"The challenge for retailers, regardless of the services networks provide, is walking the thin line between conversion and social etiquette.. Social commerce [is] hard to ignore but is it worth investing in?"
Social media continues to grow in popularity, and its commercial potential is obvious. But with the actual value of a click or share in doubt, how does one quantify just how big of a payments impact social commerce can make?
That’s what Eventbrite aims to answer in its latest report, titled: “Social Commerce: A Look At The Global Numbers.
Eventbrite’s second major study (the first came in 2010) invents some interesting metrics to measure sharing value, and looks into how Facebook, Twitter and LinkedIn differ in the social commerce sphere. We take a look at those metrics, plus some international tendencies and an infographic, in this PYMNTS Data Point...
The high interactivity rate in social networking sites (SNSs) has drawn the attention of many researchers and businesses. However, this high activity rate has made it difficult for businesses to decide where to build their web presence in their e-commerce website or in SNSs. This paper explores the impact of social plugins integration into e-commerce website. An empirical study was undertaken to investigate the impact of social plugins on consumer's perceived trust, word-of-mouth (WOM) effect, and consumer's purchase intention. The result shows that there is positive impact on consumer purchase intention by integrating social plugins in e-commerce website. Recommendations for future research are outlined in this paper.
The most recent report from 8th Bridge provides an overview and trend evaluation of the most recent state of Social Commerce. Data from the
Laetitia Chatelain's insight:
8th Bridge CEO Wade Garten:
“Social commerce has pivoted its focus from e-commerce transactions on social networks to a new kind of social network in which users are connected by their interests (Interest Graphs) rather than friendships (Social Graphs). The industry has witnessed the rise of a new phase of social commerce where innovative retailers have begun deeply integrating social shopping into their websites rather than relying on social network websites for engagement.”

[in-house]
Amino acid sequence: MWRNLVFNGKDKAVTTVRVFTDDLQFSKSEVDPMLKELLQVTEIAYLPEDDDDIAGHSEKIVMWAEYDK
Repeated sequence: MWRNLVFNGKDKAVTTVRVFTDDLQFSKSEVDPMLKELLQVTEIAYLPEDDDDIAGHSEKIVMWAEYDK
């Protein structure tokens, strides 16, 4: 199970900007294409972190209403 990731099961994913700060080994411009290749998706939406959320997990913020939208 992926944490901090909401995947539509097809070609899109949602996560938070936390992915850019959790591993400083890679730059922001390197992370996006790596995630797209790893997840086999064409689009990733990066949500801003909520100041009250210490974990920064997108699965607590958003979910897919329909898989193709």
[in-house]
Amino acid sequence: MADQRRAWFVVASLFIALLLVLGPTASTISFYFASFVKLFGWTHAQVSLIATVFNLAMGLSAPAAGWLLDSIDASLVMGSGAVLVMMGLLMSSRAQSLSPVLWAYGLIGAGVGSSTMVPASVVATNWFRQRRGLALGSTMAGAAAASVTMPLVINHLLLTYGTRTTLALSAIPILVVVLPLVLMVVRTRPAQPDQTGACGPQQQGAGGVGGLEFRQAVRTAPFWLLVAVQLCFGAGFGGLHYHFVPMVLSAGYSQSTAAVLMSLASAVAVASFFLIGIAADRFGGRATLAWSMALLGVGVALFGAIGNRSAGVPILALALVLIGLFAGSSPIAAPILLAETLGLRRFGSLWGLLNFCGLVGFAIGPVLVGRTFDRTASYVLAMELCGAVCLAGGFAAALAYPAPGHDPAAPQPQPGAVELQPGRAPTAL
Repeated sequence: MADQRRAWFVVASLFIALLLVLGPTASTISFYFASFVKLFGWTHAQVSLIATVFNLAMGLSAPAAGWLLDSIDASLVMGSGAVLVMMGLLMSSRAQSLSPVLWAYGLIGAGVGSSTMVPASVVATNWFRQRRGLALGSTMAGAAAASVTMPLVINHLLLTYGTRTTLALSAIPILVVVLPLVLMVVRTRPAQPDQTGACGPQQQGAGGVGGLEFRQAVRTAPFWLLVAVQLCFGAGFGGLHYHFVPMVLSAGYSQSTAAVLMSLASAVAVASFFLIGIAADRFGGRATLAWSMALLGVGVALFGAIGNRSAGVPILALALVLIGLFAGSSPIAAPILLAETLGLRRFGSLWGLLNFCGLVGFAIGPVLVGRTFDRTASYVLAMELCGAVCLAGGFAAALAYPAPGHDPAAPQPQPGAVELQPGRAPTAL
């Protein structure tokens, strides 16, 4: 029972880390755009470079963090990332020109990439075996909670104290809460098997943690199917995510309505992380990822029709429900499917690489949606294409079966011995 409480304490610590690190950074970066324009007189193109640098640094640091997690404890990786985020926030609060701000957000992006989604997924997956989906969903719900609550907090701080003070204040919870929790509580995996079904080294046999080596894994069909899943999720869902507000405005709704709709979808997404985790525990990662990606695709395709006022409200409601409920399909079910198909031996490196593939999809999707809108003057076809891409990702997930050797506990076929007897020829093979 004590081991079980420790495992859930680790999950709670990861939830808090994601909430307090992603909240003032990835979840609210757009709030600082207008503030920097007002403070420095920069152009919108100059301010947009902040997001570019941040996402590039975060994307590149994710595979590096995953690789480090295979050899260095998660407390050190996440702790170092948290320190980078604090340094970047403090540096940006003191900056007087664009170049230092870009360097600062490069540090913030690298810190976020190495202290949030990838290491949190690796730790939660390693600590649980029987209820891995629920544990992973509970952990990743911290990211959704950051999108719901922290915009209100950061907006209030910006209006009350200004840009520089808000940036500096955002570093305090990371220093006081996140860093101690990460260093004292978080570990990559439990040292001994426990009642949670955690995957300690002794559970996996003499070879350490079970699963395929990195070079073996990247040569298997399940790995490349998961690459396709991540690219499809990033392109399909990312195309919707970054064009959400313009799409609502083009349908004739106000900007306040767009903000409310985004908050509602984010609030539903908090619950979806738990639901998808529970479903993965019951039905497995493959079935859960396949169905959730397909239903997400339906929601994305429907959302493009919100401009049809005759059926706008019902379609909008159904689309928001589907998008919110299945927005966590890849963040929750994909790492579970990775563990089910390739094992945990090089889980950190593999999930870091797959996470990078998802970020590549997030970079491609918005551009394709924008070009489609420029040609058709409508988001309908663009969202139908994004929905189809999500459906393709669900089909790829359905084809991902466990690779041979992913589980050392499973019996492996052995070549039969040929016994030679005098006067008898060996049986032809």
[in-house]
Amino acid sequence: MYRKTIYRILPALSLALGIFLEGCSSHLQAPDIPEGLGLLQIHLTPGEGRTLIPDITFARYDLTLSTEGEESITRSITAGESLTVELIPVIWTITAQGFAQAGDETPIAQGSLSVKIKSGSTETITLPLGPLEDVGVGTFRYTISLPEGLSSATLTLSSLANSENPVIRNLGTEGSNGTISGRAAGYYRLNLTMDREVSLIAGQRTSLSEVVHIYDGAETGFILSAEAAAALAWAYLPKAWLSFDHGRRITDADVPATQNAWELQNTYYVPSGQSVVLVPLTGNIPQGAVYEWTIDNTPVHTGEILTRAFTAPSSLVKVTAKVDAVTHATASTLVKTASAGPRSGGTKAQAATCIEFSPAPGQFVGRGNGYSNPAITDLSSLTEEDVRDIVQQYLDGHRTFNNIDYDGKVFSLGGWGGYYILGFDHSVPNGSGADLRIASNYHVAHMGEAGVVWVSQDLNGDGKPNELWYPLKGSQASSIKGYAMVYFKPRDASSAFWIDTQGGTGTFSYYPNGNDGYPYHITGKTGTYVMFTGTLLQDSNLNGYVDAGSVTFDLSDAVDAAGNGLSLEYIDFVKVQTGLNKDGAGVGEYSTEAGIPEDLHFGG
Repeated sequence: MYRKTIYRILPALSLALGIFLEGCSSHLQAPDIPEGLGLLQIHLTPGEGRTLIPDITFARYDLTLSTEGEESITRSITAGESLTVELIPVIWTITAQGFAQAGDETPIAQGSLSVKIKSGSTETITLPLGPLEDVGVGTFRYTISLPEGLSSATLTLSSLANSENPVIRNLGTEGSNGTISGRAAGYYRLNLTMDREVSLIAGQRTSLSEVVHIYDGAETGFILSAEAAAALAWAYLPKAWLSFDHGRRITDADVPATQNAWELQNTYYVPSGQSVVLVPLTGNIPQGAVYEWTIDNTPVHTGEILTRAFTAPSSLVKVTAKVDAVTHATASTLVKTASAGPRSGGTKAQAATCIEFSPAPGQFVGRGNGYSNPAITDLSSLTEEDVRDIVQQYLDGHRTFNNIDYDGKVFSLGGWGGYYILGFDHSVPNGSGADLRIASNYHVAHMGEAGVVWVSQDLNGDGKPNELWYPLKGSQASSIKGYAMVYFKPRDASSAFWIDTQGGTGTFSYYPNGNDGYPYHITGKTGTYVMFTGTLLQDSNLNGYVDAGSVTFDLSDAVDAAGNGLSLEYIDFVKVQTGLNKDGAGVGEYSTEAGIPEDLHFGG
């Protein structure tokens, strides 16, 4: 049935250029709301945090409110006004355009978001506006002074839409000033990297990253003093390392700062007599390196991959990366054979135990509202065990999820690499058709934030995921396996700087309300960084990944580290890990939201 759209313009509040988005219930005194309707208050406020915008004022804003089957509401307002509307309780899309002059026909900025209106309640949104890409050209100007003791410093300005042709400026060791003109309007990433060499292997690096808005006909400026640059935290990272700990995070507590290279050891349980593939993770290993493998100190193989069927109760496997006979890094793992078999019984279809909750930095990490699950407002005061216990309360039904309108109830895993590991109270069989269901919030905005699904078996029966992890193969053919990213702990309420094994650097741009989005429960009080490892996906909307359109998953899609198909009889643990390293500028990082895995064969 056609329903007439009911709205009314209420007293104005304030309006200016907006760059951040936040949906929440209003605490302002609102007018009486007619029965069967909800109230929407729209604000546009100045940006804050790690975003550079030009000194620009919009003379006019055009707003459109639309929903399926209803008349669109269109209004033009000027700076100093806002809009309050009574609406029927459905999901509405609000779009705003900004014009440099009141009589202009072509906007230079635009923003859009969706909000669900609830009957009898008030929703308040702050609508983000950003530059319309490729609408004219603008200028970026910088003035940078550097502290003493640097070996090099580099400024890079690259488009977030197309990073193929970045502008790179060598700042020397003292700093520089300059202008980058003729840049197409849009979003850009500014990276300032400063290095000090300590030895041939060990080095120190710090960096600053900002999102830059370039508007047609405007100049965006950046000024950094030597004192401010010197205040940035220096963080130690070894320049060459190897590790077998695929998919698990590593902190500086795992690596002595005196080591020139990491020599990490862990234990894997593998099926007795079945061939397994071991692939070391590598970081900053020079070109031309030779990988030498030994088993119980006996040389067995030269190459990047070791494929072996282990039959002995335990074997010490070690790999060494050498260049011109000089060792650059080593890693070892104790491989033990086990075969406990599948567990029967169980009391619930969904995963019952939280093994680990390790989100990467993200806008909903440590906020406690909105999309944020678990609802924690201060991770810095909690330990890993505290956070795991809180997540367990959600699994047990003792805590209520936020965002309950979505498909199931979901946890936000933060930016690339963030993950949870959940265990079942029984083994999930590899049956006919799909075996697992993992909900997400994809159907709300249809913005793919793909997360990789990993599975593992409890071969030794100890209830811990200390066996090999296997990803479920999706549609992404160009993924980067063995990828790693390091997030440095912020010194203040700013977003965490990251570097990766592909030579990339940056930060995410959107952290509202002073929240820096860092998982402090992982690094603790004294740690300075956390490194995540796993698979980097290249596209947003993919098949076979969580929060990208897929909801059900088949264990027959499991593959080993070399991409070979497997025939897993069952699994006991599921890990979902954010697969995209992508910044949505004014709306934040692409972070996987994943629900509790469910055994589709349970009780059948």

ReadWriteWeb: It was only a matter of time. Tweets are now transactions. A new service called Chirpify has opened Twitter to e-commerce, enabling people to buy, sell, donate, pay and otherwise transact in-stream with their Twitter accounts...
Chirpify – the in-stream commerce provider for Twitter – is added Instagram to its thriving platform. “Today Chirpify took another step to decentralize commerce and payments across all streams from any device, whether a mobile phone or desktop computer,” says Chirpify CEO Chris Teso. “If people can’t buy it in-stream it’s not social commerce. It’s advertising. We turn attention re-routing advertising into high value in-stream transactions. We’re the only company truly doing social commerce.” And so far, a number of high profile brands and celebrities are jumping on the bandwagon.
Chirpify for Instagram is hailed as the only way that businesses and consumers can buy, sell, donate and exchange funds on and without ever leaving Instagram, turning comments into immediate in-stream transactions. As of this writing, 40 percent of the world’s most popular brands are on Instagram.
Expectations for Facebook commerce, or f-commerce as it's commonly referred to, may have been set too high, and social may not be as big a player this holiday shopping season as some might have hoped, but that doesn't mean that social doesn't have a big role to play in the ecommerce market.
In a new infographic produced as part of its 2012 Social Commerce IQ: Retail report, software vendor 8thBridge takes a look at where retailers are at today with their social efforts, and where they most innovative are going with their social networking initiatives. For retailers looking for a path forward, it focuses in on the best practices those innovators are applying to get the most out of social.
Laetitia Chatelain's insight:
Social commerce inplementation: How to do it right
Social commerce, a new stream in e-commerce, enables hyper-informed consumers to support the businesses in new product development. Hyper-informed consumers are the results of online communication provided by social media. These consumers have been empowered by Web 2.0 technologies to have online communication, which drives value for the companies in new product development. Trust is one the values that might be provided by the online communication of individuals through sharing the knowledge and experience of a new product. The paper sheds on new product development and trust concepts along with social commerce construct theory in order to develop a research model for investigating the impact of online communication of consumers, which produce social word of mouth on trust building mechanisms. The results from a survey reveal that social word of mouth, offered by social media, increases the level of trust on new products. The conclusion, discussion, and future research suggestion in the end of the paper support its contribution to the track of marketing and innovation.
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